In this week's roundup, the latest scientific research on the coronavirus and efforts to find treatments and vaccines suggest that an arthritis drug may reduce risk of death in high-risk COVID-19 patients, mu variant's resistance to antibodies may provide insight into the virus when developing vaccines and loss of smell may be followed by smell distortions.
Hospitalized COVID-19 patients at high risk for becoming critically ill and dying had significantly better outcomes if they received the anti-inflammatory drug anakinra, researchers have found.
In order to test the drug, sold as Kineret by Sweden's Sobi Inc., the researchers looked for patients with high blood levels of a protein called suPAR, which is linked to higher odds of needing mechanical breathing assistance and death from COVID-19.
The 594-patient trial tested anakinra, which blocks the effects of inflammatory proteins IL-1-alpha and IL-1-beta, against a placebo. The risk of death was 55% lower in patients who received anakinra, and 80% lower for the sickest patients in the trial, the researchers reported in Nature Medicine.
"The clinical benefit with anakinra treatment was already apparent from Day 14, and this is of clinical importance because the first 14 days is the period during which a patient is expected to worsen. Anakinra benefit was maintained until Day 28," they said.
They note that measuring suPAR allows for a more personalized treatment approach, but its use to guide COVID-19 treatment could be problematic because the tests are not available in every hospital.
Drugs that prevent blood clots after procedures to unclog heart arteries might also be useful for clot prevention in patients with COVID-19, new data suggests.
The coronavirus is known to affect genes that control platelets, fragments in the blood that form clots. The inflammatory proteins generated by the virus cause platelets to become "hyperreactive" and form clots more easily and more often.
In test tube experiments described Wednesday in Science Advances, researchers found that anticoagulants used after coronary stenting – clopidogrel, sold as Plavix by Bristol Myers Squibb and Sanofi, and ticagrelor, sold as Brilinta by AstraZeneca – keep COVID-19 patients' platelets from becoming over-activated by blocking the P2Y12 protein on their surface.
If additional studies confirm their findings, these P2Y12 inhibitors "may represent a particularly attractive therapy" for reducing the risk of inflammation-related blood clots in COVID-19, the authors say.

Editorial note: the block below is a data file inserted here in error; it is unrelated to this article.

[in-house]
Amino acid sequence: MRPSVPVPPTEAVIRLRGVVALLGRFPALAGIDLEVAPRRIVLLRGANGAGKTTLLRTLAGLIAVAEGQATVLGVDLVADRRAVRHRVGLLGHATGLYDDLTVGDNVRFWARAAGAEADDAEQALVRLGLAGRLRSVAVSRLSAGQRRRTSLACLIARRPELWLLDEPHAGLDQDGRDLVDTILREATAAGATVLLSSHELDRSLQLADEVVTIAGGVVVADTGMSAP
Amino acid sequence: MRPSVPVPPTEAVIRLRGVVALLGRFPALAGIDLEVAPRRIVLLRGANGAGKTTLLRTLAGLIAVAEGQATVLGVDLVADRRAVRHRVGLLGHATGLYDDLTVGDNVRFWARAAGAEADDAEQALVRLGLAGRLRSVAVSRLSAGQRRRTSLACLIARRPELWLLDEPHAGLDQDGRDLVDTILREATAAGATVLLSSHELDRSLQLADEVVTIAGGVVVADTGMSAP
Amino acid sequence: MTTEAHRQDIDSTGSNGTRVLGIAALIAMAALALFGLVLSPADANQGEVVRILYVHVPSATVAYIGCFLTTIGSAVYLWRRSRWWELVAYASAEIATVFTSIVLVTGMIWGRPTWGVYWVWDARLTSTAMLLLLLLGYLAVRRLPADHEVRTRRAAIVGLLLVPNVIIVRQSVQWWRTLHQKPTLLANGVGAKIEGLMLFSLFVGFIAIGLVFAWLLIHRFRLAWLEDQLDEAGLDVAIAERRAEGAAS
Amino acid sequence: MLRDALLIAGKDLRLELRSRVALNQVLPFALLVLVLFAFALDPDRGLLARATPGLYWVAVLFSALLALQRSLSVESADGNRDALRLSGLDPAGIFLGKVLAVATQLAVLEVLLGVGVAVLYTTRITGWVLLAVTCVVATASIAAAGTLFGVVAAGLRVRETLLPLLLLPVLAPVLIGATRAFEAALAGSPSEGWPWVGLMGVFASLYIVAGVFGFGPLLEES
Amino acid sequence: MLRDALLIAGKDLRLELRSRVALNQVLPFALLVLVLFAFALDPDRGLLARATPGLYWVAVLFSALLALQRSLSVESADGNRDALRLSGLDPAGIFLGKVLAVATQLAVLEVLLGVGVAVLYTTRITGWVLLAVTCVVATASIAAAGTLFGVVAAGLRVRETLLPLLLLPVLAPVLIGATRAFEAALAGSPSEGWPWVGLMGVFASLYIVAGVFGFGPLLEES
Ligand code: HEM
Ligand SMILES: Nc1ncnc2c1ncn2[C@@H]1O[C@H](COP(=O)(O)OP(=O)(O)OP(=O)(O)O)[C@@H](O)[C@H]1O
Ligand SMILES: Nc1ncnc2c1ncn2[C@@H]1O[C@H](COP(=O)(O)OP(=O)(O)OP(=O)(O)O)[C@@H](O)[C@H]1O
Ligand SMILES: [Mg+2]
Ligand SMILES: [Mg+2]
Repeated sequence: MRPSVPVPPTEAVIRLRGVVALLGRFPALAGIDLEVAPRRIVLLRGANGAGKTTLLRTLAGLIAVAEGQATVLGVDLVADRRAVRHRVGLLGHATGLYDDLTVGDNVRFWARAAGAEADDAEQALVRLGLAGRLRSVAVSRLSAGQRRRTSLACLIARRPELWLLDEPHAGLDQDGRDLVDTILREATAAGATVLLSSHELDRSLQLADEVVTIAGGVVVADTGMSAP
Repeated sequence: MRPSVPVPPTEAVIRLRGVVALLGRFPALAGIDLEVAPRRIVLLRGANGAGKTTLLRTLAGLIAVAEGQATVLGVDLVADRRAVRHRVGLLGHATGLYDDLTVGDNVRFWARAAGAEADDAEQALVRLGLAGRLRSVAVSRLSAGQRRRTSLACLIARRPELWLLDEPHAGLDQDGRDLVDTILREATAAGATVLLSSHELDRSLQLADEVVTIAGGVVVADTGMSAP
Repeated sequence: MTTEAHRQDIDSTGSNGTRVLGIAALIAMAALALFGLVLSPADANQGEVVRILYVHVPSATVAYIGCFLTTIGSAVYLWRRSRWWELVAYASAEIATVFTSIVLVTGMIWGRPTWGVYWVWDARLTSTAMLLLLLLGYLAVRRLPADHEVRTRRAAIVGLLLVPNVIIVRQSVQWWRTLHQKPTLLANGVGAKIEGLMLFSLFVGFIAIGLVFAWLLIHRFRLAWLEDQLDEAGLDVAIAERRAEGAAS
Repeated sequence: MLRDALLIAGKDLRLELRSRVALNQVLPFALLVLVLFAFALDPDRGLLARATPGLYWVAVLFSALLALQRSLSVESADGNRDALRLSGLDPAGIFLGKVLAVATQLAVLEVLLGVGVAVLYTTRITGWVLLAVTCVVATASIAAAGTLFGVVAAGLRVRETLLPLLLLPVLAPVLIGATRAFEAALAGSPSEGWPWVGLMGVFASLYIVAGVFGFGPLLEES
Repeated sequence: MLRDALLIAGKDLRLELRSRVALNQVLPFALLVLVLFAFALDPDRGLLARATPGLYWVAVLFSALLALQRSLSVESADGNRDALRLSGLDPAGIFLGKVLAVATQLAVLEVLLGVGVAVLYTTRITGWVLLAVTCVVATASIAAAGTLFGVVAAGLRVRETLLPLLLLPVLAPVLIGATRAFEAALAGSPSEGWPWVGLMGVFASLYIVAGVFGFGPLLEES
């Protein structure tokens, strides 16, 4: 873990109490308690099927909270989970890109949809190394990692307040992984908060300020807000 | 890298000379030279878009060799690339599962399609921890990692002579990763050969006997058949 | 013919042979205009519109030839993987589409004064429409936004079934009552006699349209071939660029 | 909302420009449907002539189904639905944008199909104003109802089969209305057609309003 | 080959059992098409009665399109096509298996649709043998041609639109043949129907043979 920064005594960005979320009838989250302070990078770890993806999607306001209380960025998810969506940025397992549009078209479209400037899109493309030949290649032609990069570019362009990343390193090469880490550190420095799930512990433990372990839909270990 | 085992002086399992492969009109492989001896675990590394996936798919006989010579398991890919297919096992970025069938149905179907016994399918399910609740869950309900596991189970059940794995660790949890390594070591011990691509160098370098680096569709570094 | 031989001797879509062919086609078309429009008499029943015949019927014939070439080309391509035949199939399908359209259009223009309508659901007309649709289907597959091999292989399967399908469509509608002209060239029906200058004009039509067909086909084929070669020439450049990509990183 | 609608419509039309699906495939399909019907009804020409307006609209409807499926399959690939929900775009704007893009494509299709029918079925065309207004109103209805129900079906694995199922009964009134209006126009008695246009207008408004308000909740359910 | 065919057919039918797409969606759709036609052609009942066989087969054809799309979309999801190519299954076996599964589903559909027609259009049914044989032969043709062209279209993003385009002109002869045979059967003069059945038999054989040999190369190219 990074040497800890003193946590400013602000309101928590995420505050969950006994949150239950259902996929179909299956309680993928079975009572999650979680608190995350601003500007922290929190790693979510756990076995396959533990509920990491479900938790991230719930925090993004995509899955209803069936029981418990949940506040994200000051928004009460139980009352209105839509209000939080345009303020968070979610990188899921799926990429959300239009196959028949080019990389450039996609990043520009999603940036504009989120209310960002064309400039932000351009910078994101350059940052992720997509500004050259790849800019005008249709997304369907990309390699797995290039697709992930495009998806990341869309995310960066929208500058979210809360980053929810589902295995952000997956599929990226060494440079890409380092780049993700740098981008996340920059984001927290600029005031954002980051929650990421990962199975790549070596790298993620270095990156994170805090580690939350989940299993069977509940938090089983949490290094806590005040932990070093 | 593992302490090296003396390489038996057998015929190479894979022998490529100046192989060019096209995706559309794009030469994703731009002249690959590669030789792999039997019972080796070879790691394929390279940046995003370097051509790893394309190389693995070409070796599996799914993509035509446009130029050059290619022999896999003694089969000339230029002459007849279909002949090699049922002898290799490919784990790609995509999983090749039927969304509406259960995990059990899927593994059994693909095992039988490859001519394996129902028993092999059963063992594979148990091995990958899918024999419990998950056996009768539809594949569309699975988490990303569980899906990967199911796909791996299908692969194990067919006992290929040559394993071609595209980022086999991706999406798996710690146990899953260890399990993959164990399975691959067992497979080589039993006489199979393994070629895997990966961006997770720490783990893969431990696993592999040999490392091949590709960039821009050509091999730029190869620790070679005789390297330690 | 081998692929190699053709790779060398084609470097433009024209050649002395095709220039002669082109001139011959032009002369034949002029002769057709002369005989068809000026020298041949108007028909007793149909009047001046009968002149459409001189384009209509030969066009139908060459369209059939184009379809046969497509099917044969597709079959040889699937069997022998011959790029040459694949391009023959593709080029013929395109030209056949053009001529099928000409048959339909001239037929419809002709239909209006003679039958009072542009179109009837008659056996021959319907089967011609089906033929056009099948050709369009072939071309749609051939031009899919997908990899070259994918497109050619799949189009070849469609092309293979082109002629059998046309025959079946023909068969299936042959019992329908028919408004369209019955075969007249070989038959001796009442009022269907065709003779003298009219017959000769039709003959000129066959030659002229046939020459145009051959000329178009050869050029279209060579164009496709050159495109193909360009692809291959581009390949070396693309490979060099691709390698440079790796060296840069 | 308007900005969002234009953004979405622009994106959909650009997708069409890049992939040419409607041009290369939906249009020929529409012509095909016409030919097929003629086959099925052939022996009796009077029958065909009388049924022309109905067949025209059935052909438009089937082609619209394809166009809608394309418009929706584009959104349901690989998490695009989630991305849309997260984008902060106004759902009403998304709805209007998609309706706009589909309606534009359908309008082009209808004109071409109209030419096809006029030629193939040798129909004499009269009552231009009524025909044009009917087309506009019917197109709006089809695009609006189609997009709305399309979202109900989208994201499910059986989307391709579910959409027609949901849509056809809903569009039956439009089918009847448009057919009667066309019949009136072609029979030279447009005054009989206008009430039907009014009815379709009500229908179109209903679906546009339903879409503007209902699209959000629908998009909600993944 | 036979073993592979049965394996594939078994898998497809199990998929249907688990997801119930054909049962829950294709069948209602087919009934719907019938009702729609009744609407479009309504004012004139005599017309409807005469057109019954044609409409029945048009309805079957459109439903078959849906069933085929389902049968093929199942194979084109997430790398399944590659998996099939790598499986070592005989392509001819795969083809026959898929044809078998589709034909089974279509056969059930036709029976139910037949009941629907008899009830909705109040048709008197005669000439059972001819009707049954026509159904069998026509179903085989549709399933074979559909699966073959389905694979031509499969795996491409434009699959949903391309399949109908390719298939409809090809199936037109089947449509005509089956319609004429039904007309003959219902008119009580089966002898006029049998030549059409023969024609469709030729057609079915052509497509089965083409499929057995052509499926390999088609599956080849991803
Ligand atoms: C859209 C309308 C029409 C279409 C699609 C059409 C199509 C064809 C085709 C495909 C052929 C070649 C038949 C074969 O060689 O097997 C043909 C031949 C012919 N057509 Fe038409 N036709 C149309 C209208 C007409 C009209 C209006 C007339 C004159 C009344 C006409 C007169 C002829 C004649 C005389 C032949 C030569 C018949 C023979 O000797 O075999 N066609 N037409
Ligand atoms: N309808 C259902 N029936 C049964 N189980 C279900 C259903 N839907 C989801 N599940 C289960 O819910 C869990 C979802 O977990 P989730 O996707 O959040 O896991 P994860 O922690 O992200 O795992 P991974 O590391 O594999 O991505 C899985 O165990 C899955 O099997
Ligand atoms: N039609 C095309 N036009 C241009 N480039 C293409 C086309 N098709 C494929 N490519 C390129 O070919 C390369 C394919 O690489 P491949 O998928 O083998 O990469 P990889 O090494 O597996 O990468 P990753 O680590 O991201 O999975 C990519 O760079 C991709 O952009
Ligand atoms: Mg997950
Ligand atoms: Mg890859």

The ability of the Mu variant of the coronavirus to escape from antibodies and vaccines can aid in preparations against other emerging variants, Japanese researchers say.
The variant has driven outbreaks in Colombia and is now classified as a "variant of interest" by the World Health Organization (WHO), although it appears unlikely to overtake the far more prevalent delta variant.
In test tube experiments, researchers found that Mu is "highly resistant" to antibodies in blood samples from COVID-19 survivors and from people who got the mRNA vaccine from Pfizer and BioNTech.
In fact, the spike used by the virus to break into cells was more resistant to neutralization than all other currently recognized variants of interest and variants of concern, the researchers reported Tuesday on bioRxiv ahead of peer review.
Dr. Eric Topol of the Scripps Clinic in La Jolla, California, who was not involved in the research, noted in a tweet Wednesday that delta's high infectiousness surpasses Mu's ability to escape from antibodies.
Nevertheless, study co-author Kei Sato of the University of Tokyo said understanding how variations in spike proteins affect the potency of neutralization antibodies is important for developing new vaccines and predicting breakthrough infections.
Many people who lose their sense of smell due to COVID-19 eventually regain it, but some survivors later report smell distortions and unexplained smells, a new study found.
Researchers analyzed survey responses from 1,468 individuals who had been diagnosed with COVID-19 between April and September 2020 and had suffered a loss of smell and taste at the start of their illness.
Early on, about 10% also reported smell distortions, or parosmia, and unexplained smells, known as phantosmia.
At an average of six to seven months after becoming ill and first reporting loss of smell, roughly 60% of women and 48% of men had regained less than 80% of their pre-illness smell ability, and rates of smell distortions and imaginary smells had increased, the researchers reported on medRxiv ahead of peer review.
Roughly 47% reported parosmia, saying, for example, "some things now smell like chemicals." About 25% reported phantosmia. "Sometimes I can smell burning but no one else around me can," one respondent reported.
Persistent smell problems were seen more often in survivors with more symptoms overall, "suggesting it may be a key marker of long COVID-19," the authors said.
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